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Marty Linsky

Marty Linsky

Co-founder of the leadership-focused consulting firm, Cambridge Leadership Associates, Marty Linsky teaches at the Harvard Kennedy School, co-authors the advice column, Leadership House Call and blogs at Linsky on Leadership .

Prepare the caucus for letdown

Question: In approaching the coming Congressional budget battle, House Republican leaders have decided to forsake the bipartisan center and bow to the spending-cut demands of the most conservative members of their caucus. This mirrors the strategy of House Democratic leaders who, in the previous session, accommodated the demands of their most liberal members on key issues, only to lose power in the next election. Is it more effective for leaders to demonstrate a willingness to compromise early on, or to stake out a hard line in the hope of compromising less later?

Compromise is an art form.

Leadership is about disappointing your own people at a rate they can absorb.

Staking out a hard line at the beginning will either give the most conservative Republicans false hopes or box in the Republican House leaders when the time for compromise comes. Either is bad news. This is the time when Boehner, Ryan, et al need to help prepare their caucus for the inevitable letdown, rather than take the easy short-term route of pandering. They will regret what they have done.

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By Marty Linsky

 |  February 15, 2011; 12:41 PM ET
Category:  Accomplishing Goals , Congressional leadership , Government leadership Save & Share:  Send E-mail   Facebook   Twitter   Digg   Yahoo Buzz   Del.icio.us   StumbleUpon   Technorati  
Previous: In negotiation, don't give away too much | Next: Servant leadership in politics


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What happens if the caucus is at odds with the American people. That is the bigger issue here. Recent polling show Americans not to be in favor of what the GOP is trying to cut.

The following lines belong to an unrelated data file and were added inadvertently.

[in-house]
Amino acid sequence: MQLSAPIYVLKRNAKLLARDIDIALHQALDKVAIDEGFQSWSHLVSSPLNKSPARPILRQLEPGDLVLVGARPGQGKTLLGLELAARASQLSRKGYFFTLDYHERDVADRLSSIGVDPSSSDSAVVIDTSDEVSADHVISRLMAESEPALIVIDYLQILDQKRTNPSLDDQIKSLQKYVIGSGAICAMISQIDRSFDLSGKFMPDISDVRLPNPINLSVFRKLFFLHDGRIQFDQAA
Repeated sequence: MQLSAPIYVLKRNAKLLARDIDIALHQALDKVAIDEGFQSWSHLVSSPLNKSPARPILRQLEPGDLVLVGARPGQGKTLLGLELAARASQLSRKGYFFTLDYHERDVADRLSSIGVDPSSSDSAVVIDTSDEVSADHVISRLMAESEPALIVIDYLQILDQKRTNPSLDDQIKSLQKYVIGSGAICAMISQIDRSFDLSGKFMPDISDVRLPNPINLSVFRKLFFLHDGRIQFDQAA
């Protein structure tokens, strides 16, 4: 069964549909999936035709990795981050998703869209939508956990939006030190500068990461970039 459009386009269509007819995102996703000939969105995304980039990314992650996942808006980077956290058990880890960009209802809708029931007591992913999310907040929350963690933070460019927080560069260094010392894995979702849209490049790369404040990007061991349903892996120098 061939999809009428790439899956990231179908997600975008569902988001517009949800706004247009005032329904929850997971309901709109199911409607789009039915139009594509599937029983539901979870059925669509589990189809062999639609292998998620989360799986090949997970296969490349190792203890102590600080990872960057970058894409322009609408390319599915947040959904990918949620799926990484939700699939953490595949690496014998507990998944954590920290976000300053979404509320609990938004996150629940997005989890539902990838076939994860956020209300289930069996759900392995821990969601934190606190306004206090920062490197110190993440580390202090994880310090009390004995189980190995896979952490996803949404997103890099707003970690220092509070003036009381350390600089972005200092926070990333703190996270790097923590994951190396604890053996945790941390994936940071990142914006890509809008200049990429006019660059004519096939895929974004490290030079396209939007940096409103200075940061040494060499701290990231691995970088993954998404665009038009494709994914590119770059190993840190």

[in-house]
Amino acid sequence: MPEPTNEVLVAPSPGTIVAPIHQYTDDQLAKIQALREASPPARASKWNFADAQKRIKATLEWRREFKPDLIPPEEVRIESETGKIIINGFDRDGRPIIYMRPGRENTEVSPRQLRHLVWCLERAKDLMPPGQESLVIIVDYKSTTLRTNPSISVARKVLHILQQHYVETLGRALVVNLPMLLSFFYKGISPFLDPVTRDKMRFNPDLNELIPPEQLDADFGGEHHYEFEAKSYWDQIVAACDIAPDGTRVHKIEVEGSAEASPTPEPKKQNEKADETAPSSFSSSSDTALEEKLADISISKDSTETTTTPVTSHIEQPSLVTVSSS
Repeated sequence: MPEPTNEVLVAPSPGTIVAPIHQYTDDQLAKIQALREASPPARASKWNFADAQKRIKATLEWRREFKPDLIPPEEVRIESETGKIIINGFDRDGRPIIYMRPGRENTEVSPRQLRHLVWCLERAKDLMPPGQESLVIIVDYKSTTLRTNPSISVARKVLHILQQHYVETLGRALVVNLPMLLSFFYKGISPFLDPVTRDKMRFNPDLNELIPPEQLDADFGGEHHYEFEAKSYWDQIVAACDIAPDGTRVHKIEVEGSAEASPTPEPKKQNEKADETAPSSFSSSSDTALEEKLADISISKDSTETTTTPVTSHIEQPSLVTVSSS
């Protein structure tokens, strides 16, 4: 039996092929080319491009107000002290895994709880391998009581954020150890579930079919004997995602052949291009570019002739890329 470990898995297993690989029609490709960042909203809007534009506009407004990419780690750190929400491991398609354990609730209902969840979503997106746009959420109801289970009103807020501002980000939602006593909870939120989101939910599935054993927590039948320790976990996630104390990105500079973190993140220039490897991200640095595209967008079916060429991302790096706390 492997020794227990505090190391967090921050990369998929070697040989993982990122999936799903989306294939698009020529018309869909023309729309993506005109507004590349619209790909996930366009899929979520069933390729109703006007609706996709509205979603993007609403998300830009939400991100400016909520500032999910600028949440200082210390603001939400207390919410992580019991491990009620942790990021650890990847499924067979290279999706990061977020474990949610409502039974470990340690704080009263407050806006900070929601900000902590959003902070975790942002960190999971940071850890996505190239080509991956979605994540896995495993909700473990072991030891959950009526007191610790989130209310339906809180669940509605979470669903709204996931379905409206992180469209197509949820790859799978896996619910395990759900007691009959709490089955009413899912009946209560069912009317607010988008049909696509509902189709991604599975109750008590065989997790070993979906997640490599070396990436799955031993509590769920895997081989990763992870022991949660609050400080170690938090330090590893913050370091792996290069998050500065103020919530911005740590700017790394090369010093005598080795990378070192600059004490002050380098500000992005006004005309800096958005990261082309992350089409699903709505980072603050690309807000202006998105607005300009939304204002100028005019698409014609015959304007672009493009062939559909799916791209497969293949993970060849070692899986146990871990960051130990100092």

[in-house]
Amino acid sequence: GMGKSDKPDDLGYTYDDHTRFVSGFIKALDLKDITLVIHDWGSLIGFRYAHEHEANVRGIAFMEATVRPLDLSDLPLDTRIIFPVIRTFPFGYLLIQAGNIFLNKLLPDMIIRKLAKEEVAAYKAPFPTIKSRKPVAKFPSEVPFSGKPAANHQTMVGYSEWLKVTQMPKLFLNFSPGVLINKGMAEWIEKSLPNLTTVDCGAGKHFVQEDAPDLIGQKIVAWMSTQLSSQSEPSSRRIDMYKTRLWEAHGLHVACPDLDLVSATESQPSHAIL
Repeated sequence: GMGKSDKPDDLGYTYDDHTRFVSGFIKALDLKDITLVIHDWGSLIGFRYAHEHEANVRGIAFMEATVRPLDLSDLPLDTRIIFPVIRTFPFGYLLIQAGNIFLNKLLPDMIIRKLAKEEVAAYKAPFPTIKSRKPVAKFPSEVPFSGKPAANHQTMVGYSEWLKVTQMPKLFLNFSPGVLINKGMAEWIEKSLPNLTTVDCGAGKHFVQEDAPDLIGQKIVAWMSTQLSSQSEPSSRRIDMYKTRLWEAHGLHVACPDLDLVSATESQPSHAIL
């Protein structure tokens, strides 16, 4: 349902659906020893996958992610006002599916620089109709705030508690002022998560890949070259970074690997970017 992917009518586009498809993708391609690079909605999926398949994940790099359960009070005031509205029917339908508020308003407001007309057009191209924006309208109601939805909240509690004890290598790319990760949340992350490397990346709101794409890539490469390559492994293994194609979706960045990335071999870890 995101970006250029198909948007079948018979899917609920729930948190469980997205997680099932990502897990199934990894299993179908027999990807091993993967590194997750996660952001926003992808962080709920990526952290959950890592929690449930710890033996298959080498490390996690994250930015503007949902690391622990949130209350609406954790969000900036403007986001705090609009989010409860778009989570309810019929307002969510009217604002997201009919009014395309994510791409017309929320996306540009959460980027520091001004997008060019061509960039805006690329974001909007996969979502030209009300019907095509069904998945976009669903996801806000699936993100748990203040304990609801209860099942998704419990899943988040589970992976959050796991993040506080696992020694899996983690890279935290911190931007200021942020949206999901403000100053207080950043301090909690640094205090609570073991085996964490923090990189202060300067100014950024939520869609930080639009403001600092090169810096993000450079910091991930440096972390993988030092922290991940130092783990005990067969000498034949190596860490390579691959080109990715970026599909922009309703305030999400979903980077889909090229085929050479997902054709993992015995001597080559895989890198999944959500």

That will come back to haunt this group in 2012.

Posted by: jjj141 | February 22, 2011 8:51 AM
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Dr. Linsky,

The question asks Is it more effective for "leaders" to demonstrate a willingness to compromise early on, or to stake out a hard line in the hope of compromising less later? I agree with you that leadership is about disappointing your supporters at a rate they can absorb. Using this definition that leadership is an activity. Would you agree that leadership is a difficult activity to objectively say is occurring (when are you actually disappointing your supporters? Are you actually disappointing your supporters? Who are they etc)?

This definition has led me to believe that “leaders” don’t exist, and that the word leader actually masks what leadership is. It seems that using the word leader is just symbolic rhetoric that can mean anything.

Do you believe eliminating the use of the word leader is a viable technical solution ...to help promote leadership activities?


Posted by: theline | February 16, 2011 9:51 PM
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